In a Financial Industry Regulatory Authority (“FINRA”)
Arbitration Statement of Claim filed in September 2013, Clamant Ishii Family Trust asserted breach of fiduciary duty; failure to supervise; negligent misrepresentation;
and respondeat superior in connection with Respondents Chan and Sagepoint Financial's alleged failure to
purchase securities, among which were Apple, Goldman Sachs, Berkshire Hathaway,
Kinder Morgan Energy, Ford and Lennar. In addition to fees, interest, and
costs, Claimant sought compensatory and consequential damages for the loss of
of opportunity and portfolio value. At the close of the hearing, Claimant
sought damages in the range of $47,000 to $93,000. In the Matter of the FINRA
Arbitration Between Ishii Family Trust dated 12/2/93, Claimant, vs. Jason Chan
and SagePoInt Financial, Inc., Respondents (FINRA Arbitration 13-02750, April 9,
Respondents Chan and SagePoint generally denied the
allegations and asserted various affirmative defenses.
Although contested by Respondents, The FINRA Arbitration Panel
granted the Claimant's request for an explained decision:
1. Claimant established the existence of a fiduciary
relationship between the Respondents and Claimant.
2. Although Claimant established that Chan's performance as
a financial advisor left considerable to be desired, Claimant failed to satisfy
the burden of proof that Chan's conduct rose to the level of a breach of his
fiduciary duties to Claimant.
3. Claimant failed to satisfy the burden of proof that
SagePoInt negligently supervised Chan.
4. Moreover, even If Claimant had met Its burden of proof
with respect to the matters referenced In paragraphs 2 and 3, above, the
damages sought by Claimant were, In the opinion of the Panel, so speculative as
to render It Inappropriate to make an award on the basis of the alleged
5. The Panel further concluded that Chan was sufficiently
Ineffective as an advisor and that It was Inappropriate for him to charge
Claimant the fees charged for his services. The Panel further concluded,
however, that Claimant's trustees are and were knowledgeable and sophisticated
(as well as accredited) Investors, fully aware of their right to terminate the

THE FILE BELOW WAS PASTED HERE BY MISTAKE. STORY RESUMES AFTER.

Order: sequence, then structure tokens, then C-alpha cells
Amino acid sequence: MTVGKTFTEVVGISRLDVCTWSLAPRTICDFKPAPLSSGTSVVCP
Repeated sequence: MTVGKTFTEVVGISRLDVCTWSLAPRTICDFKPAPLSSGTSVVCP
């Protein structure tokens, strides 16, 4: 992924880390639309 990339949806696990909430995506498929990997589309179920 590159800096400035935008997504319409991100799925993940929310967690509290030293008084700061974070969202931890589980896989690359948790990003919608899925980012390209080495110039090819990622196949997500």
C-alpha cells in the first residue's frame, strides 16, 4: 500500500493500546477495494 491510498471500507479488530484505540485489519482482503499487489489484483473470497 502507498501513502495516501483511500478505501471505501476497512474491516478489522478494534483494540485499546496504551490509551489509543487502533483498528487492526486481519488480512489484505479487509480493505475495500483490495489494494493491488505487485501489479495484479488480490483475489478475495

Respondents' services. Their failure to do so renders them partially
responsible for the problems that they encountered In the continuing
6. Accordingly, the Panel has concluded that the Respondents
should return 50% of all fees collected with respect to the Ishll Advisory
Account that was the subject of this proceeding.
Pursuant to the above rationale, the FINRA Arbitration Panel found Respondents jointly
and severally liable and ordered them to pay to Claimant $5,978.50 for fees
Bill Singer's Comment
In an online BrokerCheck record as of April 17, 2015, Sagepoint characterized the May 22, 2013, initiating customer complaint as alleging:
THE CUSTOMERS, BY THEIR ATTORNEYS, ALLEGE THAT THEY WOULD HAVE MADE SUBSTANTIAL PROFITS IN THEIR ADIVSORY [sic] ACCOUNTS HAD THE ACCOUNTS BEEN INVESTED IN CERTAIN SECURITIES THAT MAY HAVE BEEN DISCUSSED WITH THEIR ADVISOR,BUT WHICH THEY NEVER GAVE ANY INSTRUCTION TO PURCHASE.
The Explained Decision found that beyond the mere considerations of "suitability," a "fiduciary relationship" existed between the Respondents and Claimant. That finding imposed a far higher duty of care upon the Respondents than what would normally exist in a typical broker-dealer/client context. Having essentially lowered the bar of proof by raising the level of the relationship to that of a fiduciary/client, the FINRA Arbitration Panel nonetheless found that Claimant had not satisfied the burden of proof for either breach of fiduciary duty or negligent supervision. Further, the Panel found the Claimant's damage claims to be "speculative" to the extent that it was an "inappropriate" basis upon which to render the requested award.
In contrast to all those negative findings against Claimant, the Panel did find that because Respondent Chan was "sufficiently ineffective as an advisor," that it was "inappropriate for him to charge Claimant the fees . . ."
Ummm . . . lemme see here . . . the arbitrators found that Respondent Chan provided ineffective fiduciary services to Claimant. Consequently, the arbitrators ordered Respondent Chan to refund all the fees he had collected.
Okay . . . but . . . what's the difference between rendering ineffective fiduciary services and breaching fiduciary duty?
I can think of some instances where the level of servicing might not be acceptable but not necessarily rise to the level of a breach. On the other hand, we must take into consideration that the FINRA Arbitrators found Respondent Chan's ineffectiveness to be of such a degree that it warranted an order to refund the fees collected from Claimant's account. Under those circumstances, the Panel might have offered us a bit more explanation as to the nuance of their differentiating between ineffective and breach.